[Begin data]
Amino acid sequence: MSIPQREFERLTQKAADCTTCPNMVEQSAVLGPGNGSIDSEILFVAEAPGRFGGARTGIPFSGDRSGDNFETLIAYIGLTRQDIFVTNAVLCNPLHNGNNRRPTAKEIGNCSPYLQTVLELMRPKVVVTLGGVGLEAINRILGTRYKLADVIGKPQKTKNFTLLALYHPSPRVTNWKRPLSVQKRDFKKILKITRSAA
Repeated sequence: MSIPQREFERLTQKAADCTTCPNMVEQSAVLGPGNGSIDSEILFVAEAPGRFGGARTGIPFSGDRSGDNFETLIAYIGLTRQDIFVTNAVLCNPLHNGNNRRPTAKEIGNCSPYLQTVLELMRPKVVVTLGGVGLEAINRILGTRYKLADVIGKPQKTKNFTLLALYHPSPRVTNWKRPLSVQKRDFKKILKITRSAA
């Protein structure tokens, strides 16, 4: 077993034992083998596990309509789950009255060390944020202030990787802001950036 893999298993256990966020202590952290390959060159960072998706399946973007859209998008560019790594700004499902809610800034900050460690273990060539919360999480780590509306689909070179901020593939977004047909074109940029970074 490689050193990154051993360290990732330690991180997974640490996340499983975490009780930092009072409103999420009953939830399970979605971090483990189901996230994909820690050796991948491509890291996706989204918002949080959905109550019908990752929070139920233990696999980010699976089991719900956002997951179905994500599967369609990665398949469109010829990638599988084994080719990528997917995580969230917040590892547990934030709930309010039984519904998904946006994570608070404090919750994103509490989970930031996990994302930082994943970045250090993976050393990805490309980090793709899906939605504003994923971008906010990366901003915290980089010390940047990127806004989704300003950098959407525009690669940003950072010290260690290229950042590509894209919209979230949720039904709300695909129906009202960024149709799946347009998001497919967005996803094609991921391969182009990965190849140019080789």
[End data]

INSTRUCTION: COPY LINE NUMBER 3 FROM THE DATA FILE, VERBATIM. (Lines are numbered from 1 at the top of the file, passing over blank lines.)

């Protein structure tokens, strides 16, 4: 077993034992083998596990309509789950009255060390944020202030990787802001950036 893999298993256990966020202590952290390959060159960072998706399946973007859209998008560019790594700004499902809610800034900050460690273990060539919360999480780590509306689909070179901020593939977004047909074109940029970074 490689050193990154051993360290990732330690991180997974640490996340499983975490009780930092009072409103999420009953939830399970979605971090483990189901996230994909820690050796991948491509890291996706989204918002949080959905109550019908990752929070139920233990696999980010699976089991719900956002997951179905994500599967369609990665398949469109010829990638599988084994080719990528997917995580969230917040590892547990934030709930309010039984519904998904946006994570608070404090919750994103509490989970930031996990994302930082994943970045250090993976050393990805490309980090793709899906939605504003994923971008906010990366901003915290980089010390940047990127806004989704300003950098959407525009690669940003950072010290260690290229950042590509894209919209979230949720039904709300695909129906009202960024149709799946347009998001497919967005996803094609991921391969182009990965190849140019080789």